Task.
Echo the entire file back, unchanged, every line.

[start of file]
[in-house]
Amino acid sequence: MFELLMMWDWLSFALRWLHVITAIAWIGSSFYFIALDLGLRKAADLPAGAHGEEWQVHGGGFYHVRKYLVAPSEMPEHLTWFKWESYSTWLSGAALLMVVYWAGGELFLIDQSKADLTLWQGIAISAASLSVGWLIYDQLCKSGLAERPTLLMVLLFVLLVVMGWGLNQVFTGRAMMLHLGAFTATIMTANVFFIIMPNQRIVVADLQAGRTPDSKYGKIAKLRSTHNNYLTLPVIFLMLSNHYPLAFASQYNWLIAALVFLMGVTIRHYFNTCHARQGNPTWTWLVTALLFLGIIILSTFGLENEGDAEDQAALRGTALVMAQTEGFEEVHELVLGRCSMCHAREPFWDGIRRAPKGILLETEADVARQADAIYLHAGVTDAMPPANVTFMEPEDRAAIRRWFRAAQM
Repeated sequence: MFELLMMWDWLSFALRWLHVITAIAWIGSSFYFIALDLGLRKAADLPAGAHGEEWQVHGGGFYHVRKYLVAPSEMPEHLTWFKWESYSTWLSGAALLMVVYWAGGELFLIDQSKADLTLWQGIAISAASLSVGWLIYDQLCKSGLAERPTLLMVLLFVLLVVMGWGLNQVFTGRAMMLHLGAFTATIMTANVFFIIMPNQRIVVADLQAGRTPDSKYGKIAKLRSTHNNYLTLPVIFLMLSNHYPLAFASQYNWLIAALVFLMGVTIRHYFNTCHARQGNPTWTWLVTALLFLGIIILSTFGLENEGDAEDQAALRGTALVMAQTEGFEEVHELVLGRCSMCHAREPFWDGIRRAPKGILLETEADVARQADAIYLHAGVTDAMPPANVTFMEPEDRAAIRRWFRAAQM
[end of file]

[in-house]
Amino acid sequence: MFELLMMWDWLSFALRWLHVITAIAWIGSSFYFIALDLGLRKAADLPAGAHGEEWQVHGGGFYHVRKYLVAPSEMPEHLTWFKWESYSTWLSGAALLMVVYWAGGELFLIDQSKADLTLWQGIAISAASLSVGWLIYDQLCKSGLAERPTLLMVLLFVLLVVMGWGLNQVFTGRAMMLHLGAFTATIMTANVFFIIMPNQRIVVADLQAGRTPDSKYGKIAKLRSTHNNYLTLPVIFLMLSNHYPLAFASQYNWLIAALVFLMGVTIRHYFNTCHARQGNPTWTWLVTALLFLGIIILSTFGLENEGDAEDQAALRGTALVMAQTEGFEEVHELVLGRCSMCHAREPFWDGIRRAPKGILLETEADVARQADAIYLHAGVTDAMPPANVTFMEPEDRAAIRRWFRAAQM
Repeated sequence: MFELLMMWDWLSFALRWLHVITAIAWIGSSFYFIALDLGLRKAADLPAGAHGEEWQVHGGGFYHVRKYLVAPSEMPEHLTWFKWESYSTWLSGAALLMVVYWAGGELFLIDQSKADLTLWQGIAISAASLSVGWLIYDQLCKSGLAERPTLLMVLLFVLLVVMGWGLNQVFTGRAMMLHLGAFTATIMTANVFFIIMPNQRIVVADLQAGRTPDSKYGKIAKLRSTHNNYLTLPVIFLMLSNHYPLAFASQYNWLIAALVFLMGVTIRHYFNTCHARQGNPTWTWLVTALLFLGIIILSTFGLENEGDAEDQAALRGTALVMAQTEGFEEVHELVLGRCSMCHAREPFWDGIRRAPKGILLETEADVARQADAIYLHAGVTDAMPPANVTFMEPEDRAAIRRWFRAAQM